lumbar plexus: iliohypogastric - ilioinguinal - genitofemoral (femoral branch/lumboinguinal, genital branch) - lateral cutaneous of thigh (patellar) - obturator (accessory obturator) - femoral (saphenous) - lumbosacral trunk The anterior divisions of the lumbar nerve, sacral nerve, and coccygeal nerves form the lumbosacral plexus, the first lumbar nerve being frequently joined by a branch from the twelfth thoracic. ... Grays Fig. ... The Iliohypogastric Nerve arises from the first lumbar nerve. ... The Ilioinguinal Nerve, smaller than the Iliohypogastric nerve, arises with it from the first lumbar nerve. ... In human anatomy, the genitofemoral nerve originates from the upper part of the lumbar plexus of spinal nerves. ... The lumboinguinal nerve (femoral or crural branch of genitofemoral) descends on the external iliac artery, sending a few filaments around it, and, passing beneath the inguinal ligament, enters the sheath of the femoral vessels, lying superficial and lateral to the femoral artery. ... The genital branch of the genitofemoral nerve (external spermatic nerve) passes outward on the Psoas major, and pierces the fascia transversalis, or passes through the abdominal inguinal ring; it then descends behind the spermatic cord to the scrotum, supplies the Cremaster, and gives a few filaments to the skin of... The lateral cutaneous nerve of the thigh (also called the lateral femoral cutaneous nerve) is a cutaneous nerve that innervates the skin on the lateral part of the thigh. ... The terminal filaments of the lateral femoral cutaneous nerve frequently communicate with the anterior cutaneous branches of the femoral nerve, and with the infrapatellar branch of the saphenous nerve, forming with them the patellar plexus. ... The Obturator Nerve arises from the ventral divisions of the second, third, and fourth lumbar nerves; the branch from the third is the largest, while that from the second is often very small. ... The Accessory Obturator Nerve is present in about 29 per cent. ... The Femoral Nerve supplies innervation the anterior portion of the leg. ... The lumbosacral trunk is nervous tissue that connects the lumbar plexus with the sacral plexus. ...


sacral/coccygeal plexus: to quadratus femoris - to obturator internus - to the piriformis - superior gluteal - inferior gluteal - posterior cutaneous of thigh
sciatic: tibial (sural - medial plantar - lateral plantar) - common fibular (deep fibular - superficial fibular) In human anatomy, the Sacral plexus refers to the nerve plexus emerging from the sacral vertebrae (S1-S4), and which provides nerves for the pelvis and lower limbs. ... The nerve to quadratus femoris is a nerve that provides innervation to the quadratus femoris and gemellus inferior muscles. ... The nerve to obturator internus is a nerve that innervates the obturator internus and gemellus superior muscles. ... The nerve to piriformis is a nerve that innervates the piriformis muscle. ... The superior gluteal nerve is a nerve that originates in the pelvis which supplies the gluteus medius, the gluteus minimus, and the tensor fasciae latae muscles. ... The Superior Gluteal Nerve () arises from the dorsal divisions of the fourth and fifth lumbar and first sacral nerves: it leaves the pelvis through the greater sciatic foramen above the Piriformis, accompanied by the superior gluteal vessels, and divides into a superior and an inferior branch. ... This article or section may be confusing or unclear for some readers, and should be edited to rectify this. ... The Tibial Nerve The tibial nerve passes through the popliteal fossa to pass below the arch of soleus. ... The sural nerve (short saphenous nerve), formed by the junction of the medial sural cutaneous with the peroneal anastomotic branch, passes downward near the lateral margin of the tendo calcaneus, lying close to the small saphenous vein, to the interval between the lateral malleolus and the calcaneus. ... The medial plantar nerve (internal plantar nerve), the larger of the two terminal divisions of the tibial nerve, accompanies the medial plantar artery. ... The Lateral Plantar Nerve (external plantar nerve) supplies the skin of the fifth toe and lateral half of the fourth, as well as most of the deep muscles, its distribution being similar to that of the ulnar nerve in the hand. ... The common peroneal nerve (common fibular nerve; external popliteal nerve; peroneal nerve), about one-half the size of the tibial nerve, is derived from the dorsal branches of the fourth and fifth lumbar and the first and second sacral nerves. ... The Deep fibular nerve (deep peroneal nerve) begins at the bifurcation of the common peroneal nerve, between the fibula and upper part of the Fibularis (Peronæus) longus, passes infero-medially, deep to Extensor digitorum longus, to the anterior surface of the interosseous membrane, and comes into relation with the...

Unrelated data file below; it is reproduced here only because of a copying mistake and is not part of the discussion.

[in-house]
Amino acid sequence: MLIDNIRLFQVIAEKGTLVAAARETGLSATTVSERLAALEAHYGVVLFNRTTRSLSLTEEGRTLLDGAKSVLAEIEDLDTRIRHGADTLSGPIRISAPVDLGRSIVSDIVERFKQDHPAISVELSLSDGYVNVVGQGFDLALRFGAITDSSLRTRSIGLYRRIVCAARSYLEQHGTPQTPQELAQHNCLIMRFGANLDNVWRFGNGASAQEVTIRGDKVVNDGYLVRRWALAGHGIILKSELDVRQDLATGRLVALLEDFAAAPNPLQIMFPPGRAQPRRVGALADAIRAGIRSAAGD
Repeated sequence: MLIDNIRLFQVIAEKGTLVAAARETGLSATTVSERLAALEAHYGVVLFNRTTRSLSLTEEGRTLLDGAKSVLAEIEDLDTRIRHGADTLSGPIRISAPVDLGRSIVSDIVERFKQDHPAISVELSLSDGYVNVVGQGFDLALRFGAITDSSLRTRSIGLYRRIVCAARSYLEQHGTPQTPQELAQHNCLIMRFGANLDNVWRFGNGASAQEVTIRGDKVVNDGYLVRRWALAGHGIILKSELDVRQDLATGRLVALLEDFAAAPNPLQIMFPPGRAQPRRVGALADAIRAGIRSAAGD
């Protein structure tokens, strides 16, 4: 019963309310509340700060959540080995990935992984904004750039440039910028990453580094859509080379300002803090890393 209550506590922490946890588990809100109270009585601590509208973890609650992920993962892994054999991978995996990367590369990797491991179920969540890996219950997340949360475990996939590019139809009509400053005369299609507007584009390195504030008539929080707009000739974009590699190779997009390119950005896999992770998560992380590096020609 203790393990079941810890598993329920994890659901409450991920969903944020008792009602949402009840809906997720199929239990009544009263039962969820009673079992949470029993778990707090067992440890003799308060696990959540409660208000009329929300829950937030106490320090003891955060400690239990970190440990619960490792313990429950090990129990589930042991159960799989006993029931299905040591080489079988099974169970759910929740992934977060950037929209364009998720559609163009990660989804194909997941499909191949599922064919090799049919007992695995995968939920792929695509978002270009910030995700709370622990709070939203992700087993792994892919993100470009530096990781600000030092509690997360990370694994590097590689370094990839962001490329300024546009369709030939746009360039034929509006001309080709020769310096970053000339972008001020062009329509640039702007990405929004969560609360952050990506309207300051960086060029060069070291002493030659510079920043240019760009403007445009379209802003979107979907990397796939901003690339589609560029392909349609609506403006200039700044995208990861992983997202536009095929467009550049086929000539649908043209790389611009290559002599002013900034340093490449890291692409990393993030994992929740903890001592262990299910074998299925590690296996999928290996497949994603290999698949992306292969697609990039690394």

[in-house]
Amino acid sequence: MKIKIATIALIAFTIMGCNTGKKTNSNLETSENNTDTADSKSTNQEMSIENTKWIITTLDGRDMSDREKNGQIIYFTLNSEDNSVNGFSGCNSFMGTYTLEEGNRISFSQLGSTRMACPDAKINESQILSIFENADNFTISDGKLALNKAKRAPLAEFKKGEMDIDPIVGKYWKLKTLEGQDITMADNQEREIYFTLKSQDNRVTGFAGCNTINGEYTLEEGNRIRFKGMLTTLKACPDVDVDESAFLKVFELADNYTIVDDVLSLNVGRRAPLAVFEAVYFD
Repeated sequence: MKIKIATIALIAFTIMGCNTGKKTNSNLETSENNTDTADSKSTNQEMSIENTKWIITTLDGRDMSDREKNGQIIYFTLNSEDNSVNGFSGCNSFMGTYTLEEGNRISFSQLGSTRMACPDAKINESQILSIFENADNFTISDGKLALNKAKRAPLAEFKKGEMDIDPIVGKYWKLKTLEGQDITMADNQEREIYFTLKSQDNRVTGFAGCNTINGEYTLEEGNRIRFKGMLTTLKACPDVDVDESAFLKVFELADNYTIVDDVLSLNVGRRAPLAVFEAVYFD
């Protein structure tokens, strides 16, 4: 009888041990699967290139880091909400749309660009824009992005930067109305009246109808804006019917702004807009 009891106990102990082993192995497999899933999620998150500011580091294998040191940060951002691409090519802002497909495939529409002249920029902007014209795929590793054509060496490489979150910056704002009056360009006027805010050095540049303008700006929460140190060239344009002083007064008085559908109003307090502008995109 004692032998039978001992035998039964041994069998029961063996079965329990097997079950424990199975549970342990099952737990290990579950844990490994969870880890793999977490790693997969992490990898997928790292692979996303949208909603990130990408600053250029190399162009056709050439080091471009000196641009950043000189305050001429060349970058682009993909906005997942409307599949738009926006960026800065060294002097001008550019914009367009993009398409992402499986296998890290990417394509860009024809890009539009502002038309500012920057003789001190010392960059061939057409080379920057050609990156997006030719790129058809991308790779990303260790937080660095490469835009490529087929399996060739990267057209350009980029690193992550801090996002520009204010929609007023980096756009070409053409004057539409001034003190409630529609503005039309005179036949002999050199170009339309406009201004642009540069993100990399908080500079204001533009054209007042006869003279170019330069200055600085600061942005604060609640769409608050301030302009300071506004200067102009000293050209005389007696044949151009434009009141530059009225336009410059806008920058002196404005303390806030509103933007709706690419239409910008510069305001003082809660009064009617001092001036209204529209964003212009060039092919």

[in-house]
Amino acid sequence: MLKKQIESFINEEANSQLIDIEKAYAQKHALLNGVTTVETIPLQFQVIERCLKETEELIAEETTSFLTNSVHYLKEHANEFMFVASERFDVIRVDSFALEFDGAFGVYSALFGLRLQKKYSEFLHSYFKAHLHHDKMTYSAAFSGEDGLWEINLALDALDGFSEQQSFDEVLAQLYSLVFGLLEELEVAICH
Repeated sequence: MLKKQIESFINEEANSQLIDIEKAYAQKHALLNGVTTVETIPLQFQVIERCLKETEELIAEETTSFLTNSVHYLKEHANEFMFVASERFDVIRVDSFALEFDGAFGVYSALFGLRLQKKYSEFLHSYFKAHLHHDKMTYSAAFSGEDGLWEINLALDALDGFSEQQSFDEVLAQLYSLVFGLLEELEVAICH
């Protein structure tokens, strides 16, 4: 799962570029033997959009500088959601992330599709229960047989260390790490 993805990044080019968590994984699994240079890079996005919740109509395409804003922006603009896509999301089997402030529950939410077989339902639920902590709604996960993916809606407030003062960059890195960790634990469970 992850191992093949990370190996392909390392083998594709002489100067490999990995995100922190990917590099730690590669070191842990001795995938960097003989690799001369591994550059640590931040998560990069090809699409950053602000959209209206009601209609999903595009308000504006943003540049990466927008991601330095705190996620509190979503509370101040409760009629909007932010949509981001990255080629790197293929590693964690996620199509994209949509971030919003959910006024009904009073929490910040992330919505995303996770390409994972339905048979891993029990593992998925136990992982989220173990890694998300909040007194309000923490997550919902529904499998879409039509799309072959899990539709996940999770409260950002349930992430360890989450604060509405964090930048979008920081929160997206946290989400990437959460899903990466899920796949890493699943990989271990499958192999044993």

pudendal plexus: perforating cutaneous - pudendal (dorsal of the penis/clitoris, inferior anal, perineal and posterior scrotal/labial) - anococcygeal The pudendal plexus is not sharply marked off from the sacral plexus, and as a consequence some of the branches which spring from it may arise in conjunction with those of the sacral plexus. ... The Perforating Cutaneous Nerve usually arises from the posterior surface of the second and third sacral nerves. ... The pudendal nerve is responsible for orgasm, urination, and defecation in both sexes. ... The dorsal nerve of the penis is the deepest division of the pudendal nerve; it accompanies the internal pudendal artery along the ramus of the ischium; it then runs forward along the margin of the inferior ramus of the pubis, between the superior and inferior layers of the fascia of... The dorsal nerve of the clitoris is a nerve in females that branches off the pudendal nerve to innervate the clitoris. ... The Inferior rectal nerves (inferior anal nerves, inferior hemorrhoidal nerve) occasionally arises directly from the sacral plexus; it crosses the ischiorectal fossa, with the inferior hemorrhoidal vessels, toward the anal canal and the lower end of the rectum, and is distributed to the Sphincter ani externus and to the integument... The perineal nerve is a nerve arising from the pudendal nerve that supplies the perineum. ... The posterior scrotal (or labial) branches; superficial peroneal nerves) are two in number, medial and lateral. ... Anococcygeal Nerves: The fifth sacral nerve receives a communicating filament from the fourth, and unites with the coccygeal nerve to form the coccygeal plexus. ...